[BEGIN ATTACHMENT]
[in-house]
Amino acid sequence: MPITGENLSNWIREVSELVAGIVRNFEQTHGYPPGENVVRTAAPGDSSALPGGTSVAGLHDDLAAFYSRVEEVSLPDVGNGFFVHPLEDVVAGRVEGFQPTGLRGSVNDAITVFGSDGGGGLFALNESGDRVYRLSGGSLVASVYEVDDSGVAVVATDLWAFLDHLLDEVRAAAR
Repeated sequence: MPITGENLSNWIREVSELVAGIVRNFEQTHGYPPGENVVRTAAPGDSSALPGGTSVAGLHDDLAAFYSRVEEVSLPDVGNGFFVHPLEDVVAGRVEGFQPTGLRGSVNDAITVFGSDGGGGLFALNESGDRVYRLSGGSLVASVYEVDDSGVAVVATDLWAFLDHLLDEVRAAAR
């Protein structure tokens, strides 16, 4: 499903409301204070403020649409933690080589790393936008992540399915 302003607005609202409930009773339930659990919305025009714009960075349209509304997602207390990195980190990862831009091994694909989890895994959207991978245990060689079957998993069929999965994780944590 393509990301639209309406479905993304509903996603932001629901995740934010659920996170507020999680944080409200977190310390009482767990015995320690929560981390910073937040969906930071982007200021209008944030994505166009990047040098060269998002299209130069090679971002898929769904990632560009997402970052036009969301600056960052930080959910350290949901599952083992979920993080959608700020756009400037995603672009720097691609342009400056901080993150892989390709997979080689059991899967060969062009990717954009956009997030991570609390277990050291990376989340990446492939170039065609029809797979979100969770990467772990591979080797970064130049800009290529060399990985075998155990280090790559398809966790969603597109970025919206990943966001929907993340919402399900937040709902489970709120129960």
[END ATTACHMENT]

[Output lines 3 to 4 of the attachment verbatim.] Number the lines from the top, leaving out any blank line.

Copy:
Repeated sequence: MPITGENLSNWIREVSELVAGIVRNFEQTHGYPPGENVVRTAAPGDSSALPGGTSVAGLHDDLAAFYSRVEEVSLPDVGNGFFVHPLEDVVAGRVEGFQPTGLRGSVNDAITVFGSDGGGGLFALNESGDRVYRLSGGSLVASVYEVDDSGVAVVATDLWAFLDHLLDEVRAAAR
């Protein structure tokens, strides 16, 4: 499903409301204070403020649409933690080589790393936008992540399915 302003607005609202409930009773339930659990919305025009714009960075349209509304997602207390990195980190990862831009091994694909989890895994959207991978245990060689079957998993069929999965994780944590 393509990301639209309406479905993304509903996603932001629901995740934010659920996170507020999680944080409200977190310390009482767990015995320690929560981390910073937040969906930071982007200021209008944030994505166009990047040098060269998002299209130069090679971002898929769904990632560009997402970052036009969301600056960052930080959910350290949901599952083992979920993080959608700020756009400037995603672009720097691609342009400056901080993150892989390709997979080689059991899967060969062009990717954009956009997030991570609390277990050291990376989340990446492939170039065609029809797979979100969770990467772990591979080797970064130049800009290529060399990985075998155990280090790559398809966790969603597109970025919206990943966001929907993340919402399900937040709902489970709120129960």